Hundreds of Starlink customers in South Africa have been cut off from the satellite Internet service over alleged trademark and copyright violations.
MyBroadband first noticed complaints coming from Starlink users who use StarSat Africa to manage their accounts on Thursday, 8 February 2024.
Several users mentioned their connections were offline on Facebook groups, while others notified an unassociated Starlink kit importer of their issues. One customer said their link has been offline since Tuesday, 6 February.
Although Starlink is not officially supported in South Africa, its roaming service works in the country.
However, interested users currently cannot have the Starlink dish and router shipped directly to South Africa via Starlink itself.
The service must first be registered and the kit delivered to an address in an officially-supported country.
StarSat Africa is one of several companies that import Starlink kits on behalf of South Africans, charging R14,999 for the dish and router.
It also offers a managed Starlink service, where it handles the account registration in an officially-supported country and takes care of payments to Starlink, for R1,299 per month.
After asking StarSat Africa whether it was aware of customers having issues with their connection, the company said that Starlink had locked the accounts of 350–400 of its customers.
The company also took issue with the use of its trademarked brand name and photos of Starlink equipment in marketing by resellers.
“SpaceX must protect itself and its valued consumers from fraud, theft, and any confusion as to the source or affiliation of its goods and services,” the notice provided to MyBroadband by StarSat Africa stated.
“Therefore, in accordance with the Terms of Service, SpaceX is immediately terminating your agreement and suspending your account(s).”
SpaceX further insisted that StarSat Africa immediately cease all unauthorised resales of Starlink services and cease all use of the Starlink mark in connection with marketing its services or any similar actions that further cause confusion between SpaceX and StarSat Africa.
“Starlink reserves the right to proceed in other ways to enforce SpaceX’s contract rights and valuable intellectual property rights.”
StarSat Africa said it was engaging with SpaceX to get the accounts reinstated but warned that the ticket support system it had to work through to facilitate this typically had a 24-hour turnaround time.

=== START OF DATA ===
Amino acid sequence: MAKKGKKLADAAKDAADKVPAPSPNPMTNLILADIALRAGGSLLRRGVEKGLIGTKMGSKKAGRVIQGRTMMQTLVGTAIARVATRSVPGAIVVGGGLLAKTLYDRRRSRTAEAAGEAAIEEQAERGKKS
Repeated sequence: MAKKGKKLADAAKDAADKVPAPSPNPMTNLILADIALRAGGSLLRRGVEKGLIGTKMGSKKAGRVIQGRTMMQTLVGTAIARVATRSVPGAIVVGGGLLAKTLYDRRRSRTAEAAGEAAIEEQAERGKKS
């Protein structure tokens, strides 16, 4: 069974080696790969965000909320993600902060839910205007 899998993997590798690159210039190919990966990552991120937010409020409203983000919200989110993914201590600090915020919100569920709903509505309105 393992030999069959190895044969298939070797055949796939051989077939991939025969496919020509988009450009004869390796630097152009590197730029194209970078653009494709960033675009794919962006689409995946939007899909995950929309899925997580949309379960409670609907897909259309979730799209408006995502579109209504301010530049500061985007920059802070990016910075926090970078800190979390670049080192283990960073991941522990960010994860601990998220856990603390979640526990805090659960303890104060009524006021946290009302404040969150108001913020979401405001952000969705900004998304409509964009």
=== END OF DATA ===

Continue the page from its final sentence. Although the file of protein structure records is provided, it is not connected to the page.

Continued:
StarSat Africa’s reselling application rejected
The action comes shortly after StarSat Africa told MyBroadband that SpaceX had rejected its application to become an authorised Starlink reseller.
The company said it was migrating all customers to manage their own accounts, as it was not allowed to offer its managed service until its application had been reconsidered.
Once migrated, customers are able to log into their associated Starlink accounts and manage their subscriptions themselves. It was unclear whether the accounts could still be migrated while in a locked status.
Although Starlink does sell its residential kits through third-party stores, the Terms of Service state that the subscription itself must always be paid directly to Starlink.
This direct-to-customer model is one of the major issues with Starlink’s launch in South Africa.
To stick with this strategy in South Africa, Starlink requires several licences from the Independent Communications Authority of South Africa (Icasa).
Under the Electronic Communications Act, applying for these licences requires a company to be 30% owned by historically disadvantaged groups, something which is unlikely to be the case for SpaceX, which has a highly complex private ownership structure.
In addition, Icasa is currently not issuing new electronic communications network service or electronic communications service licences.
That means Starlink would need to acquire one of these licences from an existing holder.
The Internet Service Providers Assocation of South Africa (Ispa) previously told MyBroadband that such transfers could cost around R1 million and take several months.
Vox has told MyBroadband that Starlink was unwilling to partner with local Internet service providers (ISPs) that already hold these licences to roll out locally.
The resellers that are authorised to offer Starlink services — including Paratus Group — may only sell its business kits and packages.
Once it has a network and service licence, Starlink must also acquire a spectrum licence for the bandwidth it uses for its satellite communication.